Latina Lista: News from the Latinx perspective > Culture > Nielsen spells it out: Latinos are “not disappearing into the American melting pot”

Nielsen spells it out: Latinos are “not disappearing into the American melting pot”

LatinaLista — While most in the Latino community would complain that there are still some people — politicians, advertisers, etc. — who still don’t understand the potential influence Latinos will yield in the very near future, if not already, it’s not because reports aren’t being published highlighting this new reality.

They are. The latest report is by Nielsen titled State of the Hispanic Consumer: The Hispanic Market Imperative report.

Nielsen admits that thier findings are not new or surprising but for those who think “Latino influence” is a lot of hype in a political campaign season, the report’s authors advise those people to think again. According to the report,there are some basic undeniable, irrefutable facts about the Latino community and what it means for businesses and the nation:

  • Latinos are a fundamental component to business success, and not a passing niche on the sidelines.
  • Rapid Latino population growth will persist, even if immigration is completely halted.
  • Latinos have amassed significant buying power, despite perceptions to the contrary.
  • Hispanics are the largest immigrant group to exhibit significant culture sustainability and are not disappearing into the American melting pot.
  • Technology and media use do not mirror the general market but have distinct patterns due to language, culture, and ownership dynamics.
  • Latinos exhibit distinct product consumption patterns and are not buying in ways that are the same as the total market.

The report repeats what economists project for the Latino population — that Latinos will reach a buying power of $1.5 trillion by 2015 and because of that can’t be seen anymore as a sub-segment of the economy but rather a “prominent player in all aspects of American life.”

It’s an economic role that the report’s authors believe has already arrived:

If it were a standalone country, the U.S. Hispanic market buying power would make it one of the top twenty economies in the world. What’s more, the per capita income of U.S. Hispanics is higher than any one of the highly coveted BRIC countries (Brazil, Russia, India, China). Despite the recession, U.S. Latino households that earn $50,000 or more are growing at a faster rate than total households.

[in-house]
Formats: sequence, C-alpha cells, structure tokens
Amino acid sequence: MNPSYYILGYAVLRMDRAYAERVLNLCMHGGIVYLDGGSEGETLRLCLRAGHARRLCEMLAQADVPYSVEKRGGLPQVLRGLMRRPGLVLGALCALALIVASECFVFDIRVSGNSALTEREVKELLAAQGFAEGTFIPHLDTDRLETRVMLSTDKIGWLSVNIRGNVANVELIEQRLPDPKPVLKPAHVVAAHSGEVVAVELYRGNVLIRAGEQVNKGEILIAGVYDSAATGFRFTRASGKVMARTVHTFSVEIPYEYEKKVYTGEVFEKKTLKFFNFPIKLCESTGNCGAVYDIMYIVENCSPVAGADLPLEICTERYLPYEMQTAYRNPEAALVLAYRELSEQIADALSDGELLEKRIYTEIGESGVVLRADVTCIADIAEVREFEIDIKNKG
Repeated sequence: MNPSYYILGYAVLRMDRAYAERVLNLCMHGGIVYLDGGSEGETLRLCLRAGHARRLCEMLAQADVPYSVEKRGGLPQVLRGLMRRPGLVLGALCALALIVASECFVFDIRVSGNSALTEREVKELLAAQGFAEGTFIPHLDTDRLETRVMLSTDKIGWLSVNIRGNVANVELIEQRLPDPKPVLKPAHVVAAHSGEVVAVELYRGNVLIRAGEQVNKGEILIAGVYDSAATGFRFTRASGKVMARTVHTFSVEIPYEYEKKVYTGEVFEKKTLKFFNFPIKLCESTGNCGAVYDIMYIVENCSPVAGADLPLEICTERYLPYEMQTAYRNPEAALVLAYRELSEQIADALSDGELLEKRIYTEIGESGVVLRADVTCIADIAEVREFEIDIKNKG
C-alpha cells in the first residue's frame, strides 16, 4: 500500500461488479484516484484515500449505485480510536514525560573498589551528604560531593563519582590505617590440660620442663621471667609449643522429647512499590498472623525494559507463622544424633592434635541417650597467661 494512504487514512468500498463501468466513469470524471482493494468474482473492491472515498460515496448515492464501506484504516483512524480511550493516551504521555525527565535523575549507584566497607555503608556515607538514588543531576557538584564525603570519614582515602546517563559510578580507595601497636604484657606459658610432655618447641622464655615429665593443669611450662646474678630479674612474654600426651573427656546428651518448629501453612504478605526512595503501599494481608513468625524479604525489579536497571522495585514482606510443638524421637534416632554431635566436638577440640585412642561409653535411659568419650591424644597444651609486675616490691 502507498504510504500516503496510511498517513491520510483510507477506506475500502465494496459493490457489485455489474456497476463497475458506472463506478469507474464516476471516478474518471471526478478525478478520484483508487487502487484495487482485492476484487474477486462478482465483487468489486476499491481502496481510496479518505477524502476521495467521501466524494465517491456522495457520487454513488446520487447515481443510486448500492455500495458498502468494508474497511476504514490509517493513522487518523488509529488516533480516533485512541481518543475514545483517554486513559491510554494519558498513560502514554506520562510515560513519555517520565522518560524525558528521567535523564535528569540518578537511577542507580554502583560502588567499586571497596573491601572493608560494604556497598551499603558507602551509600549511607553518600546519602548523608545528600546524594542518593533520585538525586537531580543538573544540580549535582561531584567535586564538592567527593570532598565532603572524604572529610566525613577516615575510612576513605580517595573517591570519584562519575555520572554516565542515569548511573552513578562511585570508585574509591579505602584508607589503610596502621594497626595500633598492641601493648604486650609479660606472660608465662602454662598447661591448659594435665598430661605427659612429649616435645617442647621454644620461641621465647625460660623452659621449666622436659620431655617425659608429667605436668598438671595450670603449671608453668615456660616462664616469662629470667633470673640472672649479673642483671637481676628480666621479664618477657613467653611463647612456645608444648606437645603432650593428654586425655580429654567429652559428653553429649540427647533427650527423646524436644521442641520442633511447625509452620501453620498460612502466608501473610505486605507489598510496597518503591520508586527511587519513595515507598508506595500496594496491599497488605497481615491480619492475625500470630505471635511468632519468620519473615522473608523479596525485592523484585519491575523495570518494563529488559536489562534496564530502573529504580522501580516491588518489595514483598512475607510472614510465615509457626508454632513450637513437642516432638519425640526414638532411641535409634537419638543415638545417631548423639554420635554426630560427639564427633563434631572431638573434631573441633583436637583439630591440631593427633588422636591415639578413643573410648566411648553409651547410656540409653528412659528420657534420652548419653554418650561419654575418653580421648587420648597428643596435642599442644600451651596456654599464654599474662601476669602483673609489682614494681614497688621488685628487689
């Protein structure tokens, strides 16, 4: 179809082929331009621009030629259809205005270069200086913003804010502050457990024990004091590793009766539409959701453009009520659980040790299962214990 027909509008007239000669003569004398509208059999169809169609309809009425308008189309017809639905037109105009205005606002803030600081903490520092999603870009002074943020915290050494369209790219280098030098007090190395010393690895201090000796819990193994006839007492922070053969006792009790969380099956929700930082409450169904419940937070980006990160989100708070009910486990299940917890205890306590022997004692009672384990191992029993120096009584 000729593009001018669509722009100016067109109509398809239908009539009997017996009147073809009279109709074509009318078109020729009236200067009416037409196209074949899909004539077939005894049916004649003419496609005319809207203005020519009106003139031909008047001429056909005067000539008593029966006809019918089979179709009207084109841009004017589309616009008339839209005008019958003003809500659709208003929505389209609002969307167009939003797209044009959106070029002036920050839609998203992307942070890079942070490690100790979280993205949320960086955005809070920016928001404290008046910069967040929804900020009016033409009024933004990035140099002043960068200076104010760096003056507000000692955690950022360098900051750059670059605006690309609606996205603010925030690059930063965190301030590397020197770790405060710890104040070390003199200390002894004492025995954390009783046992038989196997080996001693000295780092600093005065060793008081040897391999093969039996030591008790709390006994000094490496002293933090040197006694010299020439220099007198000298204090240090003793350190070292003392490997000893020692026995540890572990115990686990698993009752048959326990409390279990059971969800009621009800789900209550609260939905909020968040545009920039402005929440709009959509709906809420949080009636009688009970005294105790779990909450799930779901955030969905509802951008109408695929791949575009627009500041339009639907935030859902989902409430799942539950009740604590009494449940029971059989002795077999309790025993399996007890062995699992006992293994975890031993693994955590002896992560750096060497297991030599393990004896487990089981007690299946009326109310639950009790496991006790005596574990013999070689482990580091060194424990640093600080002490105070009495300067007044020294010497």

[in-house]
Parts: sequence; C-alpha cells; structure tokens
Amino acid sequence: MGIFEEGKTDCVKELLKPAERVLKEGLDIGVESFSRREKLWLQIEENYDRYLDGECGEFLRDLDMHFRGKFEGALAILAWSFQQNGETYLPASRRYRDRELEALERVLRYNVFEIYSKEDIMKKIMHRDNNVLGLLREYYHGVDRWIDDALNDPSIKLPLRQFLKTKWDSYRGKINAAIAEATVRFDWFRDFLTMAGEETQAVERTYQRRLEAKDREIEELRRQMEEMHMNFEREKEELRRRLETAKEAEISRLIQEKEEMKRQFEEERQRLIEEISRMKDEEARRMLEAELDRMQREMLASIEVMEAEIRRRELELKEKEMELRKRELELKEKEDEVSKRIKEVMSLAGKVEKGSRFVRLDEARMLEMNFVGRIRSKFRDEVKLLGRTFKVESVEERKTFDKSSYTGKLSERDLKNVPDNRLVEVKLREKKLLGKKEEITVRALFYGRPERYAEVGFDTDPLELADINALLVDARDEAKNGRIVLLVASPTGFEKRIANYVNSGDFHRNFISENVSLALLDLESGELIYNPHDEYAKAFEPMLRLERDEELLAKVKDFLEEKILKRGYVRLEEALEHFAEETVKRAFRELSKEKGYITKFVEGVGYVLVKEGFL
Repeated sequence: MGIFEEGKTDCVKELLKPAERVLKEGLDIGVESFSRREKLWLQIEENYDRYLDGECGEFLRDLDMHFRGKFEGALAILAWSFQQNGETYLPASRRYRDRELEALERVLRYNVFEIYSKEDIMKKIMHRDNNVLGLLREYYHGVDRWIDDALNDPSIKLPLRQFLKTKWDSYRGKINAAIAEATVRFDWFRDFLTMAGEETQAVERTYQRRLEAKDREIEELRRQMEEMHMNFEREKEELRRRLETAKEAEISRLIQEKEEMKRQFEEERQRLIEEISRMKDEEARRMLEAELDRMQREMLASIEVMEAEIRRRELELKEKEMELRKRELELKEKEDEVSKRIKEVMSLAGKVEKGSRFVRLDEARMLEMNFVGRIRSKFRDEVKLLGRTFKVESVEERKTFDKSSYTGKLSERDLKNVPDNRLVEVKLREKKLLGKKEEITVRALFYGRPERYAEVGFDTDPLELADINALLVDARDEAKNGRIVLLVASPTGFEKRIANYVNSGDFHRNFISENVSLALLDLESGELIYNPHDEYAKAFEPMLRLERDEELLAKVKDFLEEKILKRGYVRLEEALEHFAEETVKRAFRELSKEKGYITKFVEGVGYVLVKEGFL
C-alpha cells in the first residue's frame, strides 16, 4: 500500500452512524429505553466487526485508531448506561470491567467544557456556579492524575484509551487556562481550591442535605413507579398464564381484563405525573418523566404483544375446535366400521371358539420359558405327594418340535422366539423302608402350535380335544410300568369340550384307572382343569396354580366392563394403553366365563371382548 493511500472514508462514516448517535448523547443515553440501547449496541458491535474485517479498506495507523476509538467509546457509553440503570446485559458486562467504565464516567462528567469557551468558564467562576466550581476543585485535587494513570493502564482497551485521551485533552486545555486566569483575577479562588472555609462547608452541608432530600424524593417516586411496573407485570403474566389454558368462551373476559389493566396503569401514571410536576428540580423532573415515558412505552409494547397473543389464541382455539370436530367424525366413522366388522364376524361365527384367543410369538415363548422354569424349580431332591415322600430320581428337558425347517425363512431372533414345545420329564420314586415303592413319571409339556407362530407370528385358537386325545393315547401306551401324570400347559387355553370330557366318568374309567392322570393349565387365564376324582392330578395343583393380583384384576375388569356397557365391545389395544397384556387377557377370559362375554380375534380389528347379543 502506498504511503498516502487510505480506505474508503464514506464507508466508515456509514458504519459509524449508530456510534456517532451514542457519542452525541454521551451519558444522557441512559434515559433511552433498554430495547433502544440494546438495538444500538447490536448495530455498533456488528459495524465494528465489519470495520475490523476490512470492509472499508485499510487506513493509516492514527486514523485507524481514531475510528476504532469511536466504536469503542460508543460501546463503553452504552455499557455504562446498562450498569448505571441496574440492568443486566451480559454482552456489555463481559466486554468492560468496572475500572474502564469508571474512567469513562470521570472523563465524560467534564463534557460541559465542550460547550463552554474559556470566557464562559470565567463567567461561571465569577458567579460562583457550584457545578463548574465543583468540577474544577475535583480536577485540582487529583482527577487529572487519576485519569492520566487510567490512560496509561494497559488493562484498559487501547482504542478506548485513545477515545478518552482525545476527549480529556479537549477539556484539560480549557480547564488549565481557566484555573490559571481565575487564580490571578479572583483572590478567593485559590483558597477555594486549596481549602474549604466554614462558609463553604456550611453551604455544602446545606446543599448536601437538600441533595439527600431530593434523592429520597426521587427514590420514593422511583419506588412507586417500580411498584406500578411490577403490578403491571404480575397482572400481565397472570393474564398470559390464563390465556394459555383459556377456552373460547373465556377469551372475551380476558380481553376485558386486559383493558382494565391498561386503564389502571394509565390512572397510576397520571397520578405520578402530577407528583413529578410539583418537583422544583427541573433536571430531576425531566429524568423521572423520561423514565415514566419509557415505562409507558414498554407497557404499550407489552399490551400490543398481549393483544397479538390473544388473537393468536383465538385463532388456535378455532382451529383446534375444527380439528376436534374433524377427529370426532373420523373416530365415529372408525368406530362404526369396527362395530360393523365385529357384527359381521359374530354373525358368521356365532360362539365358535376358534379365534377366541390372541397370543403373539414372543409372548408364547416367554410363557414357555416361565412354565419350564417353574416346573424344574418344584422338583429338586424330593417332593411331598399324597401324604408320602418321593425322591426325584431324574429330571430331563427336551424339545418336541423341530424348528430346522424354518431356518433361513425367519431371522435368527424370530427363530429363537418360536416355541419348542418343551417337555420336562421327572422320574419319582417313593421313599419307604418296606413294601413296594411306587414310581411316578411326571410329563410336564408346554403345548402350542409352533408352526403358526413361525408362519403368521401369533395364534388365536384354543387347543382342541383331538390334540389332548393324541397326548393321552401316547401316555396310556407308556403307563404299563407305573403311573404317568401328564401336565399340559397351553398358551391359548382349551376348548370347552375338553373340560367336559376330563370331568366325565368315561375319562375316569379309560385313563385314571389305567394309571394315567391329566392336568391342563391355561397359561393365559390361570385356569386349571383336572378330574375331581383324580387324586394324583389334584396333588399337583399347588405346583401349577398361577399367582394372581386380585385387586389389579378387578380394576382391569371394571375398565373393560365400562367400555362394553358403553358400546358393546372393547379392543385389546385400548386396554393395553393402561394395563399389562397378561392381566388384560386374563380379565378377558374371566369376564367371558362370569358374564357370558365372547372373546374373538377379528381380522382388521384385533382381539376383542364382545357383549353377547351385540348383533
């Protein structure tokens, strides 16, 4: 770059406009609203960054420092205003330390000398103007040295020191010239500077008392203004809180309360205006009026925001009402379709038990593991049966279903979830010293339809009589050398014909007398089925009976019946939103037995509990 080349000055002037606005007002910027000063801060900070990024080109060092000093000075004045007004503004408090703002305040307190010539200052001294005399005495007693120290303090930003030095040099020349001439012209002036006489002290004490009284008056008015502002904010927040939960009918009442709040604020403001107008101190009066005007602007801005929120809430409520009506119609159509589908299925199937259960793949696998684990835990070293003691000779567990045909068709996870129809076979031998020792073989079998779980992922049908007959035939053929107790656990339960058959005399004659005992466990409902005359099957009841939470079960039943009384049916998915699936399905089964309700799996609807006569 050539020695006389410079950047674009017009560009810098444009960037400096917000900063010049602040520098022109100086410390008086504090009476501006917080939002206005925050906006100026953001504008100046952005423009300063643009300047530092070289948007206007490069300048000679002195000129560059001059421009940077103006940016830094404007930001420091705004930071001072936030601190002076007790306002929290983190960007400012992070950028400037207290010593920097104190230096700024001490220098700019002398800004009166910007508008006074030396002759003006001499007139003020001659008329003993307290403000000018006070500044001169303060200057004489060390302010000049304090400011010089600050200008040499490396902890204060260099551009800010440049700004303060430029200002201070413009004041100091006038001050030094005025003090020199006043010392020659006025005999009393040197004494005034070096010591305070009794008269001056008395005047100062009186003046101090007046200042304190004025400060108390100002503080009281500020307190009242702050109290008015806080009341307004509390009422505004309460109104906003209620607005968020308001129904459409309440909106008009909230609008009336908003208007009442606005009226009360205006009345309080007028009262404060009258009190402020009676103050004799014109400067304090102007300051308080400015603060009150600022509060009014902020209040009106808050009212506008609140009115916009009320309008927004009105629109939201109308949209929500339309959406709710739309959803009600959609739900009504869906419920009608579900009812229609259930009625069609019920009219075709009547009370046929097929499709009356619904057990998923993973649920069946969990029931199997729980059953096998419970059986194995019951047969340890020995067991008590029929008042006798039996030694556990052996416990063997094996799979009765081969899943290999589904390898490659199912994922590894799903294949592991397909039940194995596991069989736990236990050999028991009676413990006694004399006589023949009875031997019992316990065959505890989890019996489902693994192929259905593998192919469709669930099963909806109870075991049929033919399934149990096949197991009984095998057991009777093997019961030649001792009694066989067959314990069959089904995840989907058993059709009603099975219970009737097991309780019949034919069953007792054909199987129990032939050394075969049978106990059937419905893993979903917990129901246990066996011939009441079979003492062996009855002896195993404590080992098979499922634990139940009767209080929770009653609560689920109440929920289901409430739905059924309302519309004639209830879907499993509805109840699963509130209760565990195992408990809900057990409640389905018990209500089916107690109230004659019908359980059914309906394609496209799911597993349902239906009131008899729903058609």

Also, as the report highlights, Latinos have already achieved some other interesting distinctions:

Mexican Ancestry is bigger than Irish, English or Italian ancestry in the U.S.

Latinos over-index in certain genres such as talk shows, news documentaries, daytime dramas and sports news. In contrast, general market viewers spend much more time on police dramas, situation comedies, science fiction and evening animation.

Latinas begin dying hair at an earlier age than the total market, and purchase hair color dye more frequently.

Beverage sales trends show powerful evidence of Hispanic consumers acting as the accelerators for growing categories and the brakes for declining ones.

Hispanics tend to shop less often, but spend more per trip, and are less likely to buy products at promotional prices.

Each of these findings reflects, if you will, a shared trait among all Latinos. But it’s the part about language that raises red flags.

The report’s authors say that “Latinos like ads 51 percent more if viewed in Spanish rather than English.”


Nielsen Universe Estimates show that 56 percent of Hispanic adults speak primarily Spanish at home, compared to 40 percent who speak primarily English.

The report’s authors further advise that the best way to reach the Latino market is via Spanish.

It’s a point that raises an interesting debate that has existed within the Latino community for sometime and is the proverbial “elefante in the room.”

Suffice it to say that while Latinos here in the US share a good many common traits that can instantly bond Latinos from different “home” countries, there is also an emergence of a new type of Latino that doesn’t necessarily claim Mexico, Cuba, Colombia, etc. as a reason for their “Latino-ness,” but accepts the fact that they are Latinos “born in the USA.”


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